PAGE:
'First two records are so great & the soul thing is their most interesting quality. I can't think of any band ever that connects the dots so well between black soul and white country.'

Yep that's it. Let's face it the 'grizzled old-timer' thing wouldn't have lasted. It's the extraordinary blend of soul, country, funk, rock n roll, wurlitzer/jug-band weirdness, and it all sounds uncalculated.

pete s, Tuesday, 10 February 2004 21:56 (fourteen years ago) Permalink

i guess they're interesting in that they were mostly canadians getting deeper into americana than americans. i love both the big pink building shot and the family portrait album covers. I think they were trying to create a "what if the beatles never happened" musical scenario ... drawing a line between The Sun Sessions and 1969... CCR were a more punk rock version of the same idea. other than "basement tapes" i find them a little stiff.

Fritz Wollner (Fritz), Tuesday, 10 February 2004 22:04 (fourteen years ago) Permalink

Heh Amateurist not only is there another Band thread you were the last person to post to it!

Classic Or Dud: The Band

Tico Tico (Tico Tico), Tuesday, 10 February 2004 22:12 (fourteen years ago) Permalink

The Band were so funky. White man's funk.

Debito (Debito), Wednesday, 11 February 2004 04:13 (fourteen years ago) Permalink

how embarassing, I said the same thing on the other thread.

Fritz Wollner (Fritz), Wednesday, 11 February 2004 04:18 (fourteen years ago) Permalink

"i thought you were going to make a revolutionary argument"

Well Aretha Franklin did record a great version of "The Weight".

earlnash, Wednesday, 11 February 2004 04:24 (fourteen years ago) Permalink

The phrase 'white man's funk' is sort of embarrassing, but they were funky.

Debito (Debito), Wednesday, 11 February 2004 04:25 (fourteen years ago) Permalink

Take up the white man's funkness
Send forth the best ye stank

Ned Raggett (Ned), Wednesday, 11 February 2004 04:26 (fourteen years ago) Permalink

Christ, they were good. Sad how they will never be again...
The Band=classic
Drugs and depression=dud

Speedy Gonzalas (Speedy Gonzalas), Wednesday, 11 February 2004 04:39 (fourteen years ago) Permalink

Because they sounded out of tune so often while backing Dylan, I fell in love with them. It was like they were playing for the amateurs in all of us.

jim wentworth (wench), Wednesday, 11 February 2004 06:06 (fourteen years ago) Permalink

I like the Band lots, and Robbie is maybe the greatest guitar player ever who is not one of the greatest guitar players ever, but I don't often have much use for them. Why? Because they never made an album (alone at least) concomitant with their potential? How about because they're often a little too slow for music that moves? The gentility in their tunes is the source of a good part of their charm, but is inherently limiting, perhaps.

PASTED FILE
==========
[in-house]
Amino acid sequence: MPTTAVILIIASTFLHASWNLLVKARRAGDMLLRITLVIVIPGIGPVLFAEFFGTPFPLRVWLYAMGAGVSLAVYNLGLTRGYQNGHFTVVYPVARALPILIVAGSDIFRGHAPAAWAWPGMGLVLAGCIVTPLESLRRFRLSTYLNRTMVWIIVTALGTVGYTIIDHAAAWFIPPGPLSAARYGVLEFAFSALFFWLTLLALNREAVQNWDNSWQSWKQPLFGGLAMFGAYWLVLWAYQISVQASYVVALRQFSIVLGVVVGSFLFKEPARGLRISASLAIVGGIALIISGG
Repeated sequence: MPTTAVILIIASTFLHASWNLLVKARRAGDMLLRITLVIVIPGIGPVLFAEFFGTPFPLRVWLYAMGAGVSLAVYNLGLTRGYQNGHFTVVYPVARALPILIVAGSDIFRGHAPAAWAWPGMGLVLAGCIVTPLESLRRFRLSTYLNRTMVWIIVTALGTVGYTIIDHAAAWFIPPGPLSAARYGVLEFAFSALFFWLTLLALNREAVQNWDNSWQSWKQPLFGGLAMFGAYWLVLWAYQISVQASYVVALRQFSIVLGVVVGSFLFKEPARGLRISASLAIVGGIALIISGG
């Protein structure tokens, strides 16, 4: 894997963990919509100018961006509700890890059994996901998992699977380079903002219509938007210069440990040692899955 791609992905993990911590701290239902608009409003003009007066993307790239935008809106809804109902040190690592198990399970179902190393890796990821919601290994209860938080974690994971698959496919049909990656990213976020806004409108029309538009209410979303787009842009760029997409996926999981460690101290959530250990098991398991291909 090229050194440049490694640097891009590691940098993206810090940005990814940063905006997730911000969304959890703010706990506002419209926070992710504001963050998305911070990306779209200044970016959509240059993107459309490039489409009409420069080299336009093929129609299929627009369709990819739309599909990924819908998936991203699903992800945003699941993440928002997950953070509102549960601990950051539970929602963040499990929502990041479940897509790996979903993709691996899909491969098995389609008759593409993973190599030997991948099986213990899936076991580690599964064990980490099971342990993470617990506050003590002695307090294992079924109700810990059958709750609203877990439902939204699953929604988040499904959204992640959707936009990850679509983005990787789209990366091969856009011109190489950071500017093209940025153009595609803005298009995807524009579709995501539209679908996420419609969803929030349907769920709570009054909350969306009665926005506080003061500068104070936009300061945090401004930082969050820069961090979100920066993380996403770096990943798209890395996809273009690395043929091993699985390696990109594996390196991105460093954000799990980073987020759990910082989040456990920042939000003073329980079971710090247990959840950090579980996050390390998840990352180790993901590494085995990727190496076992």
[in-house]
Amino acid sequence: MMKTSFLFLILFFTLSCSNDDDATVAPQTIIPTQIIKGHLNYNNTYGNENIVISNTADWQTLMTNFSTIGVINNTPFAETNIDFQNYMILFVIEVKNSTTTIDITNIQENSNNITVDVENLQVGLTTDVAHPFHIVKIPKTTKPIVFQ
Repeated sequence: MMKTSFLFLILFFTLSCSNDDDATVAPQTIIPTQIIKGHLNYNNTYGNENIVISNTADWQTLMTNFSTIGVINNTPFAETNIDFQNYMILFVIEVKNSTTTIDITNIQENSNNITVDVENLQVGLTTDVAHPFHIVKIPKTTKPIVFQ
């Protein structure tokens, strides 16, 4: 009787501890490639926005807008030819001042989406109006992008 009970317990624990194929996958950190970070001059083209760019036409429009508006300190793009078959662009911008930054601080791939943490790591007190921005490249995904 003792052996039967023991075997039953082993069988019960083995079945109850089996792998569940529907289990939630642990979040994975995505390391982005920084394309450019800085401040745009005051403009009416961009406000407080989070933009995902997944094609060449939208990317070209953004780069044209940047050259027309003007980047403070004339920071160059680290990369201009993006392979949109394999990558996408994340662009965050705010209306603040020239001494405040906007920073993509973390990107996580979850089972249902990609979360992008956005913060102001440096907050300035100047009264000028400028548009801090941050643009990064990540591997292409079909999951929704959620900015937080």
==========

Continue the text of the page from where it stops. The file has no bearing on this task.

gabbneb (gabbneb), Wednesday, 11 February 2004 06:31 (fourteen years ago) Permalink

please don't throw rocks, but i always thought The Band was like the Grateful Dead in their least-inspired moments.

Orbit (Orbit), Wednesday, 11 February 2004 06:32 (fourteen years ago) Permalink

They were, perhaps, out of sync. in many ways. I enjoyed their sound, but they didn't blow me away. I used to own a 3 record promo box set (Warner Bros.?) of The Band, Quicksilver Messenger Service, and Steve Miller, and... gave it to a friend. Probably in exchange for a buzz. They made their mark with Dylan.

jim wentworth (wench), Wednesday, 11 February 2004 07:00 (fourteen years ago) Permalink

please don't throw rocks, but i always thought The Band was like the Grateful Dead in their least-inspired moments.

There's a similarity in the vocals at times (I think Rick Danko is the most Garcia-like one?), but the Band never wanked off quite like the Dead...

"Music From the Big Pink" is just about perfect, the rest a bit hit-and-miss.

no opinion, Wednesday, 11 February 2004 07:13 (fourteen years ago) Permalink

The Avalanches throw the uber-corny "Life is a Carnival" into their mixsets.

Spencer Chow (spencermfi), Wednesday, 11 February 2004 07:18 (fourteen years ago) Permalink

The Band are one of my parents' bands that I've never known where to get started with. (cf. Allman Bros., CCR)

"The Weight" is, of course, great - is it representative of the rest of their material. Can I just buy whatever album that's on and be set for a start?

miloauckerman (miloauckerman), Wednesday, 11 February 2004 07:26 (fourteen years ago) Permalink

Since that album is "Music From the Big Pink," the answer is yes, buy it.

no opinion, Wednesday, 11 February 2004 07:27 (fourteen years ago) Permalink

Only marginally on-topic, but I interviewed Levon Helm's daughter the other week. She's in this new gospel-rock outfit called Ollabelle. She was very nice and remarkably well adjusted ("remarkably" if you know anything about Levon Helm), spoke well of her dad. She's got a heck of a nice voice too, kind of a brassy R&B growl.

I like the Band a lot, but I admit I like them best on The Basement Tapes. Their first several albums are all classics, though. When I was a kid, I was always put off by their muddy, murky sound. Now that's one of the things I love about them.